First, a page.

STEP 5

Once the episode is written, it is handed over to the editor(s) who will look it over and make any necessary changes.

STEP 6

Once the episode is in it's final form, with no more changes left to do on it, it is sent to the webmaster for coding. Coding an episode takes approximately 3 hours to code, on average, sometimes more, sometimes less. Getting the episode ready for airing requires coding, which must be precise and with no mistakes or errors (although, sometimes these things do escape into the final version without knowing it, usually only minor things once and a while, though), reading the episode to make sure all spelling and grammar are correct, writing a logline for the episode, and also finishing up the montage for it. When all of these things are accomplished, the episode is put up on the site for everyone to read.

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Creating Collages

STEP 1

creating collages

When creating collages, images need to be found and this is done the best once the episode has been written. The webmaster goes to Xena sites with high quality screencaps to find images that will reflect the content of the episode in the best way possible. It is important to cover the main themes of the episode in the collage so that the viewers can get a good visual of what the episode will look like. It is the best an online season can do when the episodes aren't actually shown on screen.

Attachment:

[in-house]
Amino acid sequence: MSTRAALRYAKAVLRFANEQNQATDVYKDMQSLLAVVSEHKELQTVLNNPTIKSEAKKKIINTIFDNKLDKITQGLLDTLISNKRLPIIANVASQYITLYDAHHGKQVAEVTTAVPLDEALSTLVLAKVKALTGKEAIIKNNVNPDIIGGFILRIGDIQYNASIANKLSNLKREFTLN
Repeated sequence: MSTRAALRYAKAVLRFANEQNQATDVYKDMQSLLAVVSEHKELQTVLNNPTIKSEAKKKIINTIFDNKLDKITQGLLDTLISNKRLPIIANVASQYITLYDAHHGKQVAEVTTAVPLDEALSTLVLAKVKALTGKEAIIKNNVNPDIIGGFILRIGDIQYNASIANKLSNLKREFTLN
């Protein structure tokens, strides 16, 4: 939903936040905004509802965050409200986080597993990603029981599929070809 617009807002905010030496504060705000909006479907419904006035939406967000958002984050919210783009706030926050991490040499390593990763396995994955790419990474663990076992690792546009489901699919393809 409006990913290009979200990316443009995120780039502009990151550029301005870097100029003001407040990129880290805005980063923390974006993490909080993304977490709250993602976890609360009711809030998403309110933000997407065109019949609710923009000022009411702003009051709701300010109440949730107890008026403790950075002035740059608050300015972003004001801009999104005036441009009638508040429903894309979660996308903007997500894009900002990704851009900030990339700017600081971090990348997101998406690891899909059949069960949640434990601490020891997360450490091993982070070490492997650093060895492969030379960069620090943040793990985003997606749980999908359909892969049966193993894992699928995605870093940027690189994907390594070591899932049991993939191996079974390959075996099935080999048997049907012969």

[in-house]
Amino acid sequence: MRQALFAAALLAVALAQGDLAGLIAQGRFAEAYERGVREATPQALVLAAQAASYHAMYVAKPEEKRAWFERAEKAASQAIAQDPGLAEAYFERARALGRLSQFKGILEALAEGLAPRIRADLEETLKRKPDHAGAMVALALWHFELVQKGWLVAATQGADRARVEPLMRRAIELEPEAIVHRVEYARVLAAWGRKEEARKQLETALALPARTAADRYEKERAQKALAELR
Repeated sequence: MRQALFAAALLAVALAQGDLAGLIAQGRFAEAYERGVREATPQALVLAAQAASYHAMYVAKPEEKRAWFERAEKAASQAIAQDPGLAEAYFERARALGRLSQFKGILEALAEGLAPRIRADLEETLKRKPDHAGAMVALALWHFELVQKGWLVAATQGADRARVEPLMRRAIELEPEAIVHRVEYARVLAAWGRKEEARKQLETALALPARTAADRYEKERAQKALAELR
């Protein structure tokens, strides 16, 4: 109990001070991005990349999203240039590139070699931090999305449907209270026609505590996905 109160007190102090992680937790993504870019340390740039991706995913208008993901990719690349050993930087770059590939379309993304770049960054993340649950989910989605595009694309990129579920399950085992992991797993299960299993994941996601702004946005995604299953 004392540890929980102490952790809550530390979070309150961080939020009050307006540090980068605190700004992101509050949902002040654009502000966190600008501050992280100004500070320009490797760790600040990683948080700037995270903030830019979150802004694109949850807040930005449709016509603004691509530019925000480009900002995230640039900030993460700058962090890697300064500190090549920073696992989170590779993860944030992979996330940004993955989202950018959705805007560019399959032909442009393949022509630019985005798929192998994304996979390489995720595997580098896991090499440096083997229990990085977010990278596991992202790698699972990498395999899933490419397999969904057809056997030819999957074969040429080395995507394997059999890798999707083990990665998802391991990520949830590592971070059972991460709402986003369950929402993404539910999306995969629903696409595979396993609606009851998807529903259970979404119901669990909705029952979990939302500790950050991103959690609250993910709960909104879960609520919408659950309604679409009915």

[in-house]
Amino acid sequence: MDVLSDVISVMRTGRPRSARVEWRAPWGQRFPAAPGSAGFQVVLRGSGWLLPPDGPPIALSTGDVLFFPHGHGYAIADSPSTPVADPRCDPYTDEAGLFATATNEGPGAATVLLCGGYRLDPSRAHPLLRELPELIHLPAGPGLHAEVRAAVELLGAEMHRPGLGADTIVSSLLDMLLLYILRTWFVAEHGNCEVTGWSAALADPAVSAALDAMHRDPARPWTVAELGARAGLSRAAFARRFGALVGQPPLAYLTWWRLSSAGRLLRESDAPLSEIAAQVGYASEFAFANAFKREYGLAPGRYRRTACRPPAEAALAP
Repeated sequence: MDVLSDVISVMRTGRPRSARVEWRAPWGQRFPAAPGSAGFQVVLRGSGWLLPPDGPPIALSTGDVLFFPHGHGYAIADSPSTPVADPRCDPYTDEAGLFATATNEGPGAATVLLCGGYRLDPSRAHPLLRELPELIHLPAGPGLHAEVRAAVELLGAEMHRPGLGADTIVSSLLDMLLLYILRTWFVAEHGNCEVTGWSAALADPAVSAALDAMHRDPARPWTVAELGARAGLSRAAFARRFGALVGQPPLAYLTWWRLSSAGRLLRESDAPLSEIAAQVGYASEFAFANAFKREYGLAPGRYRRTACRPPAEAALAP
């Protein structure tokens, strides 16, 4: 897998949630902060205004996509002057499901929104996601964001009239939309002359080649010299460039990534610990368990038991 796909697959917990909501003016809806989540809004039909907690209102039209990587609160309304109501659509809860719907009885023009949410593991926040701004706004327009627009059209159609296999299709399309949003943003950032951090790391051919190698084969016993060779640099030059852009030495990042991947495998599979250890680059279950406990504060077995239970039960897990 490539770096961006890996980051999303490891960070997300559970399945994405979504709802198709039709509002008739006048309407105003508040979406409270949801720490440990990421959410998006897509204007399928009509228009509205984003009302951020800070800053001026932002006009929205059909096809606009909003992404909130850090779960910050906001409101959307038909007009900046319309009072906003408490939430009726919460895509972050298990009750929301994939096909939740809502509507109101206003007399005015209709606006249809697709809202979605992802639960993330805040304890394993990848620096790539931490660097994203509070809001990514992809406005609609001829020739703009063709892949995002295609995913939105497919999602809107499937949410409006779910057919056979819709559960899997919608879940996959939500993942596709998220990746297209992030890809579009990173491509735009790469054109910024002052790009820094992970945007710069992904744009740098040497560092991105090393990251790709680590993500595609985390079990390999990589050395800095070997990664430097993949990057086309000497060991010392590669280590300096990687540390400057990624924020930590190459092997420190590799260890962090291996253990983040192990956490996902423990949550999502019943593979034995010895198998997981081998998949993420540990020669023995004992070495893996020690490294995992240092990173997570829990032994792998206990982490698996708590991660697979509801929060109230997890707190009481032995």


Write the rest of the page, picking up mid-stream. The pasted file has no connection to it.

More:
STEP 2

Once screencaps are found, the collages are put together using Adobe Photoshop 7. Creativity comes into play and the collages are put together to refelct the episode's themes.

STEP 3

Credit is given to those that originally owned the images and then the collage is ready to air along with the episode.

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Well, that's about it. As you can see, it takes a lot of work to be involved in the Shipper Seasons, but not matter how much work it takes, it's worth it when viewers like you express how much you love the stories we have come up with here. We thank you all for your continued devotion to this site and hope that you always have a great time here. :-)